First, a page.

Archive for May, 2018

Those Daring Victorians

Thursday, May 31st, 2018

Last night, the New York chapter of the Victorian Society met for their annual meeting in the Church of the Incarnation.

Part of the meeting’s purpose was to give out a number of awards and grants for historic preservation efforts in New York City. As the awards were distributed, the work of many of the service organizations honored was mentioned.

Especially notable were the efforts in the 19th century to establish racial equality and women’s rights. Museum exhibits were cited that recorded the numerous activities of the abolitionists and the suffragettes.

We often forget that the Victorian era was not just a time of conservative sexual mores. It was also a period of intense activism–not, perhaps, unlike our own. —J. Douglas Ousley


Talking the Talk

Monday, May 21st, 2018

American Episcopalians could be pleased with the reception given to the sermon by the Most Rev. Michael Curry at the wedding of Prince Harry and Meghan Markle last Saturday.

I have been surprised at how few of the Episcopalian laypeople I have talked to knew of Bishop Curry or were aware that he is the Presiding Bishop of the whole Episcopal Church. Even fewer knew that he preached in the pulpit of the Church of the Incarnation last December 6, at the 100th anniversary celebration of the Church Pension Fund.

To those familiar with the free-wheeling preaching style of African-American clergy, the sermon wasn’t surprising. But in the formal atmosphere of the royal chapel of St. George’s Windsor, Bishop Curry’s energetic oratory came as a bit of a shock. It could not have been more different than the cerebral reflections I heard the previous Saturday from the new Bishop of London, during her installation in St. Paul’s Cathedral.

Episcopalians could also be proud of the precise Anglican liturgy, immaculately executed with lovely music. All in all, it was more than an elaborate ceremony; the wedding, even to the skeptic, was clearly a compelling act of worship. —J. Douglas Ousley


In the Olde Country

Tuesday, May 15th, 2018

Yesterday, I returned from a brief trip to London. Among other things, I was there to represent the Diocese of New York at the Installation of the new bishop of our link Diocese of London on May 12.

The Rt. Rev. Susan Mullally was placed on her episcopal throne with pomp and efficiency by notables of the Church of England and the City of London. Contrasting this events with installations of past bishops of New York, I have two comments.

  1. The Church of England still has a significant following as the Established Church. The Lord Mayor of London was present for the service and hosted a reception afterwards. (He even entered and exited by his own door in the north wall of St. Paul’s Cathedral.) The church was packed and seats were available by ticket only. There was a lottery for the limited number available to the city at large. Seating has never been a problem in the Diocese of New York, and it is decades since a major of New York was present at an installation.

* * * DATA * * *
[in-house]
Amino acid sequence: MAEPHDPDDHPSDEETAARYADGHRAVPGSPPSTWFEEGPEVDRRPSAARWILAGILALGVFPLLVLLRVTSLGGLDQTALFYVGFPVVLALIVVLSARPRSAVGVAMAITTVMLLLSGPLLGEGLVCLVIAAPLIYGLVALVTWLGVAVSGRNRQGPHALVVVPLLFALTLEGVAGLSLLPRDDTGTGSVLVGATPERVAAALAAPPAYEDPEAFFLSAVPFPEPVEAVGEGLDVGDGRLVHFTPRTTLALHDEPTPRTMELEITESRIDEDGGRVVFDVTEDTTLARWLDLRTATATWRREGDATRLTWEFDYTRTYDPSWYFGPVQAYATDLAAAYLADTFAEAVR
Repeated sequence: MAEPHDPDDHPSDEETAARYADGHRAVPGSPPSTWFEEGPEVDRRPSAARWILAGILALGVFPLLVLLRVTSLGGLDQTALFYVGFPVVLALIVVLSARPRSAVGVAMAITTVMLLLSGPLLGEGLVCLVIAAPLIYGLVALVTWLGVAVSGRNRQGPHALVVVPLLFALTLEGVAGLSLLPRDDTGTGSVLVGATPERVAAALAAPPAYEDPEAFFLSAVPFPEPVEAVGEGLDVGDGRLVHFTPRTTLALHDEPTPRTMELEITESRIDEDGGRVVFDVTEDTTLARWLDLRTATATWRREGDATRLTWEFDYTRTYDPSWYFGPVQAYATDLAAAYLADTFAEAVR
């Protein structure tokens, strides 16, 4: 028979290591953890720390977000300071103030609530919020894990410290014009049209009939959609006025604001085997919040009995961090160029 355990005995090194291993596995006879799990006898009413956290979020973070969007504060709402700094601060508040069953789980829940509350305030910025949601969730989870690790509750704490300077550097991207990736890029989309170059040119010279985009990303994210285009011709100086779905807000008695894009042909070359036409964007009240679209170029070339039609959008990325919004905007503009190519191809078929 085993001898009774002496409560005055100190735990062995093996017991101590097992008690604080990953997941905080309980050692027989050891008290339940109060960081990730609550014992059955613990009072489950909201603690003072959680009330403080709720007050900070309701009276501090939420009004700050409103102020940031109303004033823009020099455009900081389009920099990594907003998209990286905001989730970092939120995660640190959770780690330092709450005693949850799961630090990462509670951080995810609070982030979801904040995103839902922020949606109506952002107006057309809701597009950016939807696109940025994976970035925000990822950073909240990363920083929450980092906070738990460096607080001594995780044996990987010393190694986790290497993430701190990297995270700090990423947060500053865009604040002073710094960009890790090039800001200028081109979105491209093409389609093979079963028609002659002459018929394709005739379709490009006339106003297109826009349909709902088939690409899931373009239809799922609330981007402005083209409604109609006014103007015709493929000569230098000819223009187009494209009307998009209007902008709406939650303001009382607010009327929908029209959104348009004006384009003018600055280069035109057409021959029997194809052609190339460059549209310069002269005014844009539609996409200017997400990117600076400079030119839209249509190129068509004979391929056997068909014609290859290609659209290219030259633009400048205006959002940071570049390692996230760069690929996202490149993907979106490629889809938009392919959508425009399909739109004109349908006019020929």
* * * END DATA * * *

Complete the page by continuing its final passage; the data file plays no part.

2. Second, Bishop Mullally is the first female in her post, following 132 male Bishops of London. Some conservative Evangelical and Angl0-Catholic parishes apparently declined to berepresented at the service. Whether dissident parties who reject any ordination of women will eventually be reconciled with their new diocesan remains to be seen. —J. Douglas Ousley

Never the Same River

Tuesday, May 8th, 2018

The Greek philosopher Heraclitus pointed out, “You can never step into the same river twice.” A river is always changing from moment to moment.

The same is true of the soul–it’s always changing, always evolving. As a result, you never reach a point in this life where you can say that you have arrived at final stability. As the secular saying goes, “Life happens.”

We have at Incarnation a group called, the Spiritual Development Committee. These people are particularly concerned with the spiritual growth of the members of the parish. Again, the assumption behind the committee is that change will occur, regardless.

But I find this hopeful. We need not fear the future. Rather, we should prepare ourselves for the Holy Spirit to move us forward, to help us make the necessary changes in life into changes for the better. —J. Douglas Ousley


Money and Religion

Wednesday, May 2nd, 2018

Last night, I attended the annual dinner of the Church Club of New York, a social organization run by city Episcopalians.

The guest speaker was the Dean of Westminster Abbey, the Very Rev. John Hall. Among other things, he mentioned an enormous building project in the upper gallery of the Abbey. It is in process now and will cost over thirty-two million pounds (over forty million dollars).

This is an extreme example of the vast expenses incurred by any ecclesiastical body that has to maintain a historic building. Many such buildings in the UK–like the Abbey and St. Paul’s–have American supporters or “friends” to help underwrite the work.

While Incarnation’s building needs at the moment (about three hundred thousand dollars) are much smaller, our base of support is also smaller. In other words, we need all the friends we can get. —J. Douglas Ousley